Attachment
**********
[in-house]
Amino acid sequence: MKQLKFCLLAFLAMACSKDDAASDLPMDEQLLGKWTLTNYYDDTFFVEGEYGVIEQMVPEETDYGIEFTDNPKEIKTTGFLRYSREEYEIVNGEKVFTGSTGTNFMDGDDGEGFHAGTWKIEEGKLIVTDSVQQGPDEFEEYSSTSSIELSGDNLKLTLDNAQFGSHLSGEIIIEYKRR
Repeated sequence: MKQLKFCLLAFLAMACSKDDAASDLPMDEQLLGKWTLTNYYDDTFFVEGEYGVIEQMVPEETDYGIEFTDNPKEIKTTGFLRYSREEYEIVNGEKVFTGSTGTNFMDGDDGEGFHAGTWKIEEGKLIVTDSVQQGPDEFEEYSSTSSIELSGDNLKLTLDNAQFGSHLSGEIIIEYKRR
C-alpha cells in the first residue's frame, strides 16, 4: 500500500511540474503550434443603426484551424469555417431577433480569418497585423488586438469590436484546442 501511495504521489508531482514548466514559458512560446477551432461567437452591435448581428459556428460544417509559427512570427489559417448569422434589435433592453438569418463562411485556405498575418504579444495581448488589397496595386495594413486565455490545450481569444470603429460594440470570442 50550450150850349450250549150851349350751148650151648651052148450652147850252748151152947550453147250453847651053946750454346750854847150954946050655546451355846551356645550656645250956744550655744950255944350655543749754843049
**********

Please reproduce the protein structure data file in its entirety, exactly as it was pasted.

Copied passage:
[in-house]
Amino acid sequence: MKQLKFCLLAFLAMACSKDDAASDLPMDEQLLGKWTLTNYYDDTFFVEGEYGVIEQMVPEETDYGIEFTDNPKEIKTTGFLRYSREEYEIVNGEKVFTGSTGTNFMDGDDGEGFHAGTWKIEEGKLIVTDSVQQGPDEFEEYSSTSSIELSGDNLKLTLDNAQFGSHLSGEIIIEYKRR
Repeated sequence: MKQLKFCLLAFLAMACSKDDAASDLPMDEQLLGKWTLTNYYDDTFFVEGEYGVIEQMVPEETDYGIEFTDNPKEIKTTGFLRYSREEYEIVNGEKVFTGSTGTNFMDGDDGEGFHAGTWKIEEGKLIVTDSVQQGPDEFEEYSSTSSIELSGDNLKLTLDNAQFGSHLSGEIIIEYKRR
C-alpha cells in the first residue's frame, strides 16, 4: 500500500511540474503550434443603426484551424469555417431577433480569418497585423488586438469590436484546442 501511495504521489508531482514548466514559458512560446477551432461567437452591435448581428459556428460544417509559427512570427489559417448569422434589435433592453438569418463562411485556405498575418504579444495581448488589397496595386495594413486565455490545450481569444470603429460594440470570442 50550450150850349450250549150851349350751148650151648651052148450652147850252748151152947550453147250453847651053946750454346750854847150954946050655546451355846551356645550656645250956744550655744950255944350655543749754843049